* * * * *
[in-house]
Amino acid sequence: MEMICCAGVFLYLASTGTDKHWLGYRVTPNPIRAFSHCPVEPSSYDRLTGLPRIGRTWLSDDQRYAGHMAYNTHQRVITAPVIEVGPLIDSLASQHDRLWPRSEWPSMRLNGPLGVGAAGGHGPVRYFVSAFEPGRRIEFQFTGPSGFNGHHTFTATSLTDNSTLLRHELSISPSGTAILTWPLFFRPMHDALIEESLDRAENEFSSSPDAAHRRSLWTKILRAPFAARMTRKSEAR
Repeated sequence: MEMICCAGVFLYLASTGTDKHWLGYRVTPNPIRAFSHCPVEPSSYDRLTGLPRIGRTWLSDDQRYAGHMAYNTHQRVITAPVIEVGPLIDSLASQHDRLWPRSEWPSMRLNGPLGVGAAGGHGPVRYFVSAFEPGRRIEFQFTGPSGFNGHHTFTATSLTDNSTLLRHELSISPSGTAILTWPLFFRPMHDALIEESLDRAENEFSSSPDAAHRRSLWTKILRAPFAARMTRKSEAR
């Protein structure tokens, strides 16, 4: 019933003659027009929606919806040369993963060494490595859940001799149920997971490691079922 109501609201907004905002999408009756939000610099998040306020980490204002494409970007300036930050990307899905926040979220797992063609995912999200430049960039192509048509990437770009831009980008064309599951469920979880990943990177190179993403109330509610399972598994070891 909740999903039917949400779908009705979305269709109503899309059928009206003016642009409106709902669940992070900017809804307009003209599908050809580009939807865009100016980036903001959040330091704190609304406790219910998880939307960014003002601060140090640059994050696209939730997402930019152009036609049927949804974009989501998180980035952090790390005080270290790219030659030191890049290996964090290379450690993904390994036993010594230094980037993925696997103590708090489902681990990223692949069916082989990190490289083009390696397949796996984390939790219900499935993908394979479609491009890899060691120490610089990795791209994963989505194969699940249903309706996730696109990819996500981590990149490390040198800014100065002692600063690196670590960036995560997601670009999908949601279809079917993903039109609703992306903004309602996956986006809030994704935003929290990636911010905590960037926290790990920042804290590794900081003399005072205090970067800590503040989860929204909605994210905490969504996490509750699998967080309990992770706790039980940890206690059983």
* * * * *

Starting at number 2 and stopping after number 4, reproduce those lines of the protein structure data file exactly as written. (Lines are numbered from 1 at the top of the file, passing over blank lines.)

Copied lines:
Amino acid sequence: MEMICCAGVFLYLASTGTDKHWLGYRVTPNPIRAFSHCPVEPSSYDRLTGLPRIGRTWLSDDQRYAGHMAYNTHQRVITAPVIEVGPLIDSLASQHDRLWPRSEWPSMRLNGPLGVGAAGGHGPVRYFVSAFEPGRRIEFQFTGPSGFNGHHTFTATSLTDNSTLLRHELSISPSGTAILTWPLFFRPMHDALIEESLDRAENEFSSSPDAAHRRSLWTKILRAPFAARMTRKSEAR
Repeated sequence: MEMICCAGVFLYLASTGTDKHWLGYRVTPNPIRAFSHCPVEPSSYDRLTGLPRIGRTWLSDDQRYAGHMAYNTHQRVITAPVIEVGPLIDSLASQHDRLWPRSEWPSMRLNGPLGVGAAGGHGPVRYFVSAFEPGRRIEFQFTGPSGFNGHHTFTATSLTDNSTLLRHELSISPSGTAILTWPLFFRPMHDALIEESLDRAENEFSSSPDAAHRRSLWTKILRAPFAARMTRKSEAR
């Protein structure tokens, strides 16, 4: 019933003659027009929606919806040369993963060494490595859940001799149920997971490691079922 109501609201907004905002999408009756939000610099998040306020980490204002494409970007300036930050990307899905926040979220797992063609995912999200430049960039192509048509990437770009831009980008064309599951469920979880990943990177190179993403109330509610399972598994070891 909740999903039917949400779908009705979305269709109503899309059928009206003016642009409106709902669940992070900017809804307009003209599908050809580009939807865009100016980036903001959040330091704190609304406790219910998880939307960014003002601060140090640059994050696209939730997402930019152009036609049927949804974009989501998180980035952090790390005080270290790219030659030191890049290996964090290379450690993904390994036993010594230094980037993925696997103590708090489902681990990223692949069916082989990190490289083009390696397949796996984390939790219900499935993908394979479609491009890899060691120490610089990795791209994963989505194969699940249903309706996730696109990819996500981590990149490390040198800014100065002692600063690196670590960036995560997601670009999908949601279809079917993903039109609703992306903004309602996956986006809030994704935003929290990636911010905590960037926290790990920042804290590794900081003399005072205090970067800590503040989860929204909605994210905490969504996490509750699998967080309990992770706790039980940890206690059983």